There was no study protocol published, and there is no explanation provided for the results first being published as a full paper fifteen years after the initial treatments took place. A conference poster abstract from 1995 indicates that other symptoms were tested at an earlier followup,[14] but those symptoms are not reported or discussed in the 2012 long-term followup, which may indicate that the treatment was less successful than reported. The poster abstract does not appear to have been published, and the full long-term followup was published in an obscure online journal with no apparent peer review process.

This study has not been replicated, and no other studies for FMT and ME/CFS have been conducted. Accordingly, the existing evidence base in favor of this therapy is very weak.

Research studies[edit | edit source]

  • 2012, The GI microbiome and its role in Chronic Fatigue Syndrome: A summary of bacteriotherapy[13]
  • 2013, High-throughput 16S rRNA gene sequencing reveals alterations of intestinal microbiota in myalgic encephalomyelitis/chronic fatigue syndrome patients[15]
  • 2016, Fecal Microbiota Transplantation and Its Usage in Neuropsychiatric Disorders[16]
  • 2019, A retrospective outcome study of 42 patients with Chronic Fatigue Syndrome, 30 of whom had Irritable Bowel Syndrome. Half were treated with oral approaches, and half were treated with Faecal Microbiome Transplantation[17] - (Full text)

See also[edit | edit source]

Learn more[edit | edit source]

References[edit | edit source]

  1. Bakken, Johan S.; Borody, Thomas; Brandt, Lawrence J.; Brill, Joel V.; Demarco, Daniel C.; Franzos, Marc Alaric; Kelly, Colleen; Khoruts, Alexander; Louie, Thomas (Dec 1, 2011). "Treating Clostridium difficile Infection With Fecal Microbiota Transplantation". Clinical Gastroenterology and Hepatology. 9 (12): 1044–1049. doi:10.1016/j.cgh.2011.08.014. ISSN 1542-3565. 
  2. "What is FMT? – The Fecal Transplant Foundation". Retrieved Jun 11, 2019. 
  3. "Fecal Microbiota Transplantation". www.idsociety.org. Retrieved Jun 11, 2019. 
  4. "Fecal transplants: the scoop on therapeutic poop". Scienceline. Nov 15, 2011. Retrieved Jun 11, 2019. 
  5. 5.05.15.25.35.4 "Important Safety Alert Regarding Use of Fecal Microbiota for Transplantation and Risk of Serious Adverse Reactions Due to Transmission of Multi-Drug Resistant Organisms". U.S. Food & Drug Administration. Jun 13, 2019. Retrieved Jun 15, 2019. 
  6. "FDA In Brief: FDA warns about potential risk of serious infections caused by multi-drug resistant organisms related to the investigational use of Fecal Microbiota for Transplantation". U.S. Food & Drug Administration. Jun 13, 2019. Retrieved Jun 15, 2019. 
  7. "Fecal Microbiota Transplantation". www.idsociety.org. Retrieved Jun 11, 2019. 
  8. "Gut Flora Transplants". Taymount Clinic. Retrieved Jun 11, 2019.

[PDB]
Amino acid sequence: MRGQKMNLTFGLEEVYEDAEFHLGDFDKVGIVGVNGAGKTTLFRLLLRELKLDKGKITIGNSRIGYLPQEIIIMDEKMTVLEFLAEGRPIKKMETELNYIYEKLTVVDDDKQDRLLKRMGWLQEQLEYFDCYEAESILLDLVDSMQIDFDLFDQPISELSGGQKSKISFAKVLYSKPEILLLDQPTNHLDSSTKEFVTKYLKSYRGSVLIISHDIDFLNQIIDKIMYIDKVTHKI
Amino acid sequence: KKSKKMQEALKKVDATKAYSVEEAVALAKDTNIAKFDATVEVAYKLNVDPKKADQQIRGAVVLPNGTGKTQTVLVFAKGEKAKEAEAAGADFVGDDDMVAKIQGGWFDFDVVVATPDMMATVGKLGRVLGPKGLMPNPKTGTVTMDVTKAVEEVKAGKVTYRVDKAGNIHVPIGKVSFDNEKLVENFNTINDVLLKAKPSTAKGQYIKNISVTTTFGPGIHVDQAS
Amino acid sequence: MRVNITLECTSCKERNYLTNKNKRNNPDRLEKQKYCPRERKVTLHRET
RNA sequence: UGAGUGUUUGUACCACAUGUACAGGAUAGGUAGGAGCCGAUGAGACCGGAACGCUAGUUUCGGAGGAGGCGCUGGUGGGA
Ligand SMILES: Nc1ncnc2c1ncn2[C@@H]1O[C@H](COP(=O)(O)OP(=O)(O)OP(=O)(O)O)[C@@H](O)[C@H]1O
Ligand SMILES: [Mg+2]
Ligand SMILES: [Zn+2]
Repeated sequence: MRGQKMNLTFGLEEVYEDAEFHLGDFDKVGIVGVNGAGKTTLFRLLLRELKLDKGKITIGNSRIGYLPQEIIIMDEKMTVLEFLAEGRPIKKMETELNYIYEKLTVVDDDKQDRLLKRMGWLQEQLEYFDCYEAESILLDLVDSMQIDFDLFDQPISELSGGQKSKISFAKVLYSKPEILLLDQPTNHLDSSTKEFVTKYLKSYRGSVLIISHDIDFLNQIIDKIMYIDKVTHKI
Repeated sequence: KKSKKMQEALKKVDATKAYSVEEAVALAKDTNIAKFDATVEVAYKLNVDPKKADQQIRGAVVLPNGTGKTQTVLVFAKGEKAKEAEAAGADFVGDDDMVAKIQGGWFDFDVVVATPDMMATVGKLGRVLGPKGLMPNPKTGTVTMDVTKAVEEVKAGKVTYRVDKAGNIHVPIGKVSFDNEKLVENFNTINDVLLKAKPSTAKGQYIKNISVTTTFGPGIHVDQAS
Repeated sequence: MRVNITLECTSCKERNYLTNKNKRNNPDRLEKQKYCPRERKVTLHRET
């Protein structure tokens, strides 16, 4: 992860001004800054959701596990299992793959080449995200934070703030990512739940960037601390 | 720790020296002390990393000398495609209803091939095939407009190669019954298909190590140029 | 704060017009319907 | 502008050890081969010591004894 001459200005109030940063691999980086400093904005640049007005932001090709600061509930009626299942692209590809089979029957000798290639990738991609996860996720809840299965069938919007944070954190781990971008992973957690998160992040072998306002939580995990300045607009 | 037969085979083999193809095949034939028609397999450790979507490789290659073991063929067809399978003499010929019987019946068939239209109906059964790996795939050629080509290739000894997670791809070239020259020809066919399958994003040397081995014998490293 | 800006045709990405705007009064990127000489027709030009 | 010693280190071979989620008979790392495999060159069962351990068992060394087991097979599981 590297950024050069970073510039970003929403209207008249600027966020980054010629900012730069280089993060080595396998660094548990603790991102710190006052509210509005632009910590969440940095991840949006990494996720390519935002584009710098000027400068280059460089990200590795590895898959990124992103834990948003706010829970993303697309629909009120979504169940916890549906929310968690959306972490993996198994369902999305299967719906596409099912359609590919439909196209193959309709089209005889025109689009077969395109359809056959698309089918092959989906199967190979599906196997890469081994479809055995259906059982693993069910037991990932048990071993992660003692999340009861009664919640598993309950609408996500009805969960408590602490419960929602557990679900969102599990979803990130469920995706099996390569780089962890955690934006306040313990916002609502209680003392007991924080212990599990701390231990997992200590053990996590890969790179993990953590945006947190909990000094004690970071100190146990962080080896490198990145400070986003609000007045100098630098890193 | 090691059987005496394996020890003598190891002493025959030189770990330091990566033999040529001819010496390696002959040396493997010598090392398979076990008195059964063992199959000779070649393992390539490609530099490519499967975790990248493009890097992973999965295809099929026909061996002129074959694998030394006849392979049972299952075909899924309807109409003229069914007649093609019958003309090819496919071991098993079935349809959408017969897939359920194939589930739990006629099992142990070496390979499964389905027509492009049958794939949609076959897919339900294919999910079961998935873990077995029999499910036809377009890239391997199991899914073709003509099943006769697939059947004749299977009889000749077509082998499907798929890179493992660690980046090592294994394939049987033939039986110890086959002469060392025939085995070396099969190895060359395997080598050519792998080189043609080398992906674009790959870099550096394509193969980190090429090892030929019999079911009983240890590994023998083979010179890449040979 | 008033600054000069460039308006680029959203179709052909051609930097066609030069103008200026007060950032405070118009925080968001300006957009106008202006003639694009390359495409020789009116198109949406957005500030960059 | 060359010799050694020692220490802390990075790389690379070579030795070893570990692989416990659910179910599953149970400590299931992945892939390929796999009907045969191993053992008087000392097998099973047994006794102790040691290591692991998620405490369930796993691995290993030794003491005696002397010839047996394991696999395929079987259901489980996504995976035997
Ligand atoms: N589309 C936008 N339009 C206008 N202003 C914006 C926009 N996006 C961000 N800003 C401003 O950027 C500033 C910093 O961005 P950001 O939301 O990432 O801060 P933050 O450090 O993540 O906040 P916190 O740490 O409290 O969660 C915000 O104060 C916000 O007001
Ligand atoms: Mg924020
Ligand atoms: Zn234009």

9. "The Centre for Digestive Diseases – The centre of excellence for gastroenerology". Retrieved Jun 11, 2019. 
  10. "Home". Dr Paul Froomes - Consultant Gastroenterologist | Melbourne. Retrieved Jun 11, 2019. 
  11. 11.011.1 "The Comeback Study - Full Text View - ClinicalTrials.gov". clinicaltrials.gov. Retrieved Jun 11, 2019. 
  12. "Probiotic Therapy Home Infusion Protocol" (PDF). Retrieved Jun 11, 2019. 
  13. 13.013.1 Borody, Thomas J; Nowak, Anna; Finlayson, Sarah (Dec 2012). "The GI microbiome and its role in Chronic Fatigue Syndrome: A summary of bacteriotherapy". Journal of the Australasian College of Nutritional and Environmental Medicine. 31 (3): 3–8. 
  14. Borody, TJ (1995). "Bacteriotherapy for Chronic Fatigue Syndrome – A long-term follow-up study". Proceedings of ACMA Complementary Medicine Sydney 1995. 
  15. Frémont, Marc; Coomans, Danny; Massart, Sebastien; De Meirleir, Kenny (Aug 2013). "High-throughput 16S rRNA gene sequencing reveals alterations of intestinal microbiota in myalgic encephalomyelitis/chronic fatigue syndrome patients". Anaerobe. 22: 50–56. doi:10.1016/j.anaerobe.2013.06.002. 
  16. Evrensel, Alper; Ceylan, Mehmet Emin (Aug 31, 2016). "Fecal Microbiota Transplantation and Its Usage in Neuropsychiatric Disorders". Clinical Psychopharmacology and Neuroscience. 14 (3): 231–237. doi:10.9758/cpn.2016.14.3.231. ISSN 1738-1088. 
  17. Kenyon, J.N.; Coe, Shelly; Izadi, Hooshang (Aug 2019). "A retrospective outcome study of 42 patients with Chronic Fatigue Syndrome, 30 of whom had Irritable Bowel Syndrome. Half were treated with oral approaches, and half were treated with Faecal Microbiome Transplantation". Human Microbiome Journal. 13: 100061. doi:10.1016/j.humic.2019.100061. 

Randomized controlled trial. Participants are randomly assigned to two or more groups, with one group receiving the treatment and a control or comparison group receiving a different treatment or placebo. (A glossary of EBM terms, BMJ).

Myalgic encephalomyelitis or chronic fatigue syndrome, often used when both illnesses are considered the same.

The information provided at this site is not intended to diagnose or treat any illness.
From MEpedia, a crowd-sourced encyclopedia of ME and CFS science and history.